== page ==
Americans for Safe Access
For Immediate Release: November 10, 2009
AMA Report Recognizes Medical Benefits of Marijuana, Urges Further Research
Largest and oldest U.S. physician-based group reverses long-held position on medical marijuana
Houston, TX -- The American Medical Association (AMA) voted today to reverse its long-held position that marijuana be retained as a Schedule I substance with no medical value. The AMA adopted a report drafted by the AMA Council on Science and Public Health (CSAPH) entitled, "Use of Cannabis for Medicinal Purposes," which affirmed the therapeutic benefits of marijuana and called for further research. The CSAPH report concluded that, "short term controlled trials indicate that smoked cannabis reduces neuropathic pain, improves appetite and caloric intake especially in patients with reduced muscle mass, and may relieve spasticity and pain in patients with multiple sclerosis." Furthermore, the report urges that "the Schedule I status of marijuana be reviewed with the goal of facilitating clinical research and development of cannabinoid-based medicines, and alternate delivery methods."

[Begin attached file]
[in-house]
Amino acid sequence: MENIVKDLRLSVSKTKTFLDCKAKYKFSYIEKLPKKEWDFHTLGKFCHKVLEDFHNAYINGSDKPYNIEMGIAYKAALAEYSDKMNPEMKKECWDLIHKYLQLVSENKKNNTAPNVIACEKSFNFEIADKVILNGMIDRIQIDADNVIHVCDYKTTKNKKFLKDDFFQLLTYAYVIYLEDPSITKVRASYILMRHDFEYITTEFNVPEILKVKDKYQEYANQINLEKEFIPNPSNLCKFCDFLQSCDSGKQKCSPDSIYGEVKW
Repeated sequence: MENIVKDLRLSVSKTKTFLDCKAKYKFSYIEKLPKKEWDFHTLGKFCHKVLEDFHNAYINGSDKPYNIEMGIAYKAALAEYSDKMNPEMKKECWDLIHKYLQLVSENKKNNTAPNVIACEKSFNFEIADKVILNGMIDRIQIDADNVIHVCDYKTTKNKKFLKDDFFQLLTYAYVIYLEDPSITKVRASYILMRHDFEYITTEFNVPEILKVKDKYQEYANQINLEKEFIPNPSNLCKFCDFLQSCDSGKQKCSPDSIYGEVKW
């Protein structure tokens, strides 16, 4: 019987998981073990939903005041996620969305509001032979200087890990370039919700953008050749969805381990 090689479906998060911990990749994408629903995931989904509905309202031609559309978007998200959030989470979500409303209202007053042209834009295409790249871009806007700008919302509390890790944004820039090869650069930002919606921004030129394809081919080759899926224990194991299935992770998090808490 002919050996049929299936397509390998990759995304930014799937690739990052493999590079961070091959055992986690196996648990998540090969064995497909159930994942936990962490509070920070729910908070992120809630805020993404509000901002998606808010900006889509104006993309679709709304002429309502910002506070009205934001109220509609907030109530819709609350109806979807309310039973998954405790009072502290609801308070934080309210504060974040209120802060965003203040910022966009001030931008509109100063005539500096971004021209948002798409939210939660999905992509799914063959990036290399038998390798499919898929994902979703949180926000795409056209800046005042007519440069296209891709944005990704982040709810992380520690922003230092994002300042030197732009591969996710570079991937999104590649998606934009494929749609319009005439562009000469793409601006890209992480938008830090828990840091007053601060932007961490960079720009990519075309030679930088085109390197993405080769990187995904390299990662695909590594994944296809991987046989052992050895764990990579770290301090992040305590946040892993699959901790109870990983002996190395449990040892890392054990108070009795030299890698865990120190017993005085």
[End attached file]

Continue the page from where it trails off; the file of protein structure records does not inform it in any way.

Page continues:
The change of position by the largest physician-based group in the country was precipitated in part by a resolution adopted in June of 2008 by the Medical Student Section (MSS) of the AMA in support of the reclassification of marijuana's status as a Schedule I substance. In the past year, the AMA has considered three resolutions dealing with medical marijuana, which also helped to influence the report and its recommendations. The AMA vote on the report took place in Houston, Texas during the organization's annual Interim Meeting of the House of Delegates. The last AMA position, adopted 8 years ago, called for maintaining marijuana as a Schedule I substance, with no medical value.